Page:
Meat Loaf’s isolated vocals on ‘Two Out Of Three’ show the powerful virtuoso he was

21 January 2022, 12:59 | Updated: 21 January 2022, 16:37

Meat Loaf
Meat Loaf. Picture: Alamy

By Kyle Macdonald

As the world farewells one of the most iconic voices of our age, we’re in awe of one particular track.

A rock icon passed away on Thursday night, 20 January. American singer Michael Lee Aday, better known by his stage name Meat Loaf, was renowned for his powerful, wide-ranging voice, and songs of both monstrous orchestrations, and unique intimacy.

As a singer, he had astonishing capacity. In his songs, he can be heard singing from a bass F2 to a stratospheric falsetto E♭6, and everything in between.

Vocally, he is a heldentenor, with a powerful, dramatic voice in a tenor register, with huge bodily resonance. He sported that iconic barrel chest that would have been the envy of many Wagnerian tenors.

And this bit of audio engineering reveals the scale of that genius: the isolated vocals of one of his greatest hits, ‘Two Out Of Three Ain’t Bad’ (listen below).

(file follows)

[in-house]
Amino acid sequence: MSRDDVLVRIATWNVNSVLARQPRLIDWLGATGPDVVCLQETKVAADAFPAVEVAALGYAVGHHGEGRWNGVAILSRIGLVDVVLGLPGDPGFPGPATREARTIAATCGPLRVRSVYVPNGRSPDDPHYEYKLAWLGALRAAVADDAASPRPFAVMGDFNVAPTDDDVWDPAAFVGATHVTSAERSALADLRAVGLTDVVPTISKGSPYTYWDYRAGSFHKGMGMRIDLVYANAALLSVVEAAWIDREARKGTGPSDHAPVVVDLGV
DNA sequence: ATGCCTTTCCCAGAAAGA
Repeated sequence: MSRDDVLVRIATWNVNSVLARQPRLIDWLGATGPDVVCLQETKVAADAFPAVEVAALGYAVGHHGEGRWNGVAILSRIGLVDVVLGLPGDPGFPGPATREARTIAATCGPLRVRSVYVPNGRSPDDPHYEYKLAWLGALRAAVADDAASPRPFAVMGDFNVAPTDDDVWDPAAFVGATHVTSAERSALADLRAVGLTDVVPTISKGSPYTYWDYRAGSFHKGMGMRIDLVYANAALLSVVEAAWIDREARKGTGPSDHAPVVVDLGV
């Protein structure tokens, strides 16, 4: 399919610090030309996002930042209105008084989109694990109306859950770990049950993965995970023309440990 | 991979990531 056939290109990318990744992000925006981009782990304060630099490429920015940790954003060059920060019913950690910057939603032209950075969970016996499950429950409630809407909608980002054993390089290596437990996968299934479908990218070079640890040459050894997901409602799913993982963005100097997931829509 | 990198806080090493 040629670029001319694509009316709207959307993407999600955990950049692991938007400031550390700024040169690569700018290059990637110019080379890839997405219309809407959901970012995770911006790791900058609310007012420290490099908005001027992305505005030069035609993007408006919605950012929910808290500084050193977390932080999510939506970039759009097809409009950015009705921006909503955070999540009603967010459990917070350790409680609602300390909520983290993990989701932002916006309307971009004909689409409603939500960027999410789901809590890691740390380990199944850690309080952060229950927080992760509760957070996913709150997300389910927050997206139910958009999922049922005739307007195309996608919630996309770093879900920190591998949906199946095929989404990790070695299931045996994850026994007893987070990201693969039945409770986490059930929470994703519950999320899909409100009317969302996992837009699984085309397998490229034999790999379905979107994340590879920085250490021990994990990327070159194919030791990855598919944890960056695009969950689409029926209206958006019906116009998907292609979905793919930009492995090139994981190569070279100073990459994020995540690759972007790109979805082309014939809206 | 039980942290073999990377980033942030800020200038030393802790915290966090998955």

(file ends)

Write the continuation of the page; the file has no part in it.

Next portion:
Even in a ballad, you can hear the raw power of that heldentenor, with amazing resonance to every note, perfect diction and an utterly beguiling tone.

The melody is almost in a through-composed recitative style (glancing again at Wagner). It hovers around a tenor F-sharp. And boy does he make it sound exquisite.

Read more: Listen in awe at Freddie Mercury’s isolated vocals from ‘We Are the Champions’

The singer was born Marvin Lee Aday, in Dallas, Texas in 1947 and was given his nom de plume by his football coach.

On Friday morning, following the news, social media erupted in emotional tributes to the musician.

“We know how much he meant to so many of you and we truly appreciate all of the love and support as we move through this time of grief in losing such an inspiring artist and beautiful man,” Meat Loaf’s family said in a statement.

Musical theatre composer Andrew Lloyd Webber tweeted: “The vaults of heaven will be ringing with rock. RIP Meatloaf. Give my best to Jim.”

The singer sold over 100 million albums worldwide, with Bat Out of Hell still one of the top 10 best-sellers of all time.

Meat Loaf also indulged in symphonic collaborations. In February 2004, during an Australian tour, he performed with the Melbourne Symphony Orchestra, in a set of concerts titled Bat Out of Hell: Live with the Melbourne Symphony Orchestra.

What an icon, and what a voice.